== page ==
The key to leading sustainable teams, or “Leading Green,” is to enable an organizational culture that is full of trust and free of fear, instead of full of fear and free of trust.
If you are a supervisor who has already accomplished this, read no further.
However, if you are like most of us and could use some help maximizing safety, minimizing fear, and engaging your team, the next few paragraphs may be of value to you.
Green is Everywhere
These days “Green” is universal. Still most of us don’t think about our people as resources and are not doing a good job to conserve their energy and use it wisely. We are expected to do more with less, projects are not well-defined, and rework is huge.
“We are burning out our people. Our most important resource!”
Think about these questions:
- Are your employees choosing to work for your organization, or are they just waiting for an opportunity to jump ship?
- Have you managed to create a culture where staff members enjoy coming to work, are challenged to consistently meet or exceed expectations, and feel engaged day in and day out?
Piece of cake, right? Not really. Quite the opposite, actually…
Leaders Make Mistakes, Too
One of the reasons leading sustainably is so difficult is because supervisors need to accept their own faults as a leaders, own them, and be open to learning from their mistakes. Staff members will only feel engaged when the boss leads in an authentic manner, works with their strengths and develops a trusting environment by minimizing conflict.
As you may already know, this is not easy to do, so a set of tools to help supervisors sustain their teams and lead Green, is critical.
“An open source blueprint to sustainable teams.”
With a willingness to learn from my mistakes, take risks, and trust in others, I have applied and refined many tools and processes over the last 15 years.
My goal is to provide a free blueprint for supervisors who want to consistently improve the results of their teams by improving the quality of their leadership.
“Better leadership can enable sustainable team performance by engaging and challenging employees in a safe and creative work environment.”
6 Steps to Clarity
Condensing all the elements of this process into a single model or toolkit significantly helps to communicate critical principles with a common language. It also enables supervisors and their teams to utilize important tools and resources, when they are needed the most, in order to manage tough challenges, learn from mistakes, and continue to work together.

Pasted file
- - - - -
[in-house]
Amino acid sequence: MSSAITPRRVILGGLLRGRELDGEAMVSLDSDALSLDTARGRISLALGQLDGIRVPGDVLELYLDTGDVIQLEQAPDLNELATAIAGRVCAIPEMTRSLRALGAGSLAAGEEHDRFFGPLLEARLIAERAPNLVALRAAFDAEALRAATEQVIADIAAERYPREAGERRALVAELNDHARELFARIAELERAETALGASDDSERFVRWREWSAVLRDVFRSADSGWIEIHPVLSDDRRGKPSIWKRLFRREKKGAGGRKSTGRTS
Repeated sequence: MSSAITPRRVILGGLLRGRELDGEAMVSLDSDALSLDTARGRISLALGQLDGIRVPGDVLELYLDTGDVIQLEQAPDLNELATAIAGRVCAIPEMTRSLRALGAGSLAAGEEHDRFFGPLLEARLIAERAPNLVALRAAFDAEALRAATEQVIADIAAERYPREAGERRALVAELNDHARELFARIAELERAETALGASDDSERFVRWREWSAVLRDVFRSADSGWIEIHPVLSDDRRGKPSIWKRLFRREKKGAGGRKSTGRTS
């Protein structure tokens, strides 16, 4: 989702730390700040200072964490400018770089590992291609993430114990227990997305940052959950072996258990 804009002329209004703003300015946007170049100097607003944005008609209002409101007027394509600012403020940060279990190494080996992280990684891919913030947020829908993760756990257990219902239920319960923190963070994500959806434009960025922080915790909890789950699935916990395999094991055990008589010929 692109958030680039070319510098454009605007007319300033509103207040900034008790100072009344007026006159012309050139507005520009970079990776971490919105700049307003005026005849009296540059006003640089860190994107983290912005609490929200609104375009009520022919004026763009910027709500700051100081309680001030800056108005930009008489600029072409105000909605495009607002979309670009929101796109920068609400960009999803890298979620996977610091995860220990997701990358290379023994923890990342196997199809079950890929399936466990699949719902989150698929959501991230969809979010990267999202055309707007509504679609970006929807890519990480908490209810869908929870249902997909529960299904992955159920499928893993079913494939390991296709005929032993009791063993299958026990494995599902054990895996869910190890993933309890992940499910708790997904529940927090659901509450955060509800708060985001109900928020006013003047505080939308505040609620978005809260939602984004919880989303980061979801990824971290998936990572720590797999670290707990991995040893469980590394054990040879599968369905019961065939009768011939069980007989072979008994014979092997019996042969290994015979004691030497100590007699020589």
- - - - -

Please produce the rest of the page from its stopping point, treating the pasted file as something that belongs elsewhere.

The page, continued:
“Better leadership, better results. Period.”
Over the next few weeks, I will be posting articles that outline six steps any supervisor can implement to improve the quality of their leadership and, with time, become superior leaders that can sustain teams and consistently deliver results.
These articles will also provide detailed instructions to put these concepts into action.
The Six Steps to Sustainable Teams are:
Step 1 – Identifying strengths
Do you know what your team members do well naturally and use their strengths strategically? Or are you focusing on what they don’t do well and trying to improve that?
Step 2 – Understanding the team balance
How many critical thinkers do you have in your team? Do they outnumber the visionaries? Do the bullies in the team get all the attention and rewards?
Step 3 – Creating safety and trust
Do your team members fear you? Do they fear each other? How do you know?
Step 4 – Expanding the team’s sphere of influence
Are your team members ready and able to influence your bosses boss? Or are they watching what they say so carefully that their performance is hindered?
Step 5 – Maintaining harmony and managing conflict
Do you know the role you play in conflict and how to minimize it? Or, are you self-deceived in thinking conflict is the result of what others are doing?
Step 6 – Implementing a feedback mechanism
Do you know what honoring feedback is? Do you know how to prepare it and how to receive it?
“It takes superior leadership to grow and sustain great teams.”
While I definitely agree that we don’t need a title or direct reports to be a leader, those who supervise others should have a in-depth understanding of how to improve the quality of their leadership. The steps above can help any supervisor become a superior leader and lead sustainably.
So, what are you doing to create environments for your teams that create sustainable results? How are you providing the elements that foster growth and inhibit decay to your teams now and in the future? What are you doing to weed out bad performers, bad practices, and bad persona’s that bring down your productive yields and make your “Green” turn “Brown?” I would love to hear your thoughts!
Image Source: fc09.deviantart.net
- How to Become a Level 5 Leader (linked2leadership.com)
- Bertrand Duperrin: Why Teams Fail — and What to Do About It (hreonline.com)
- You, Leadership, and the Environment (linked2leadership.com)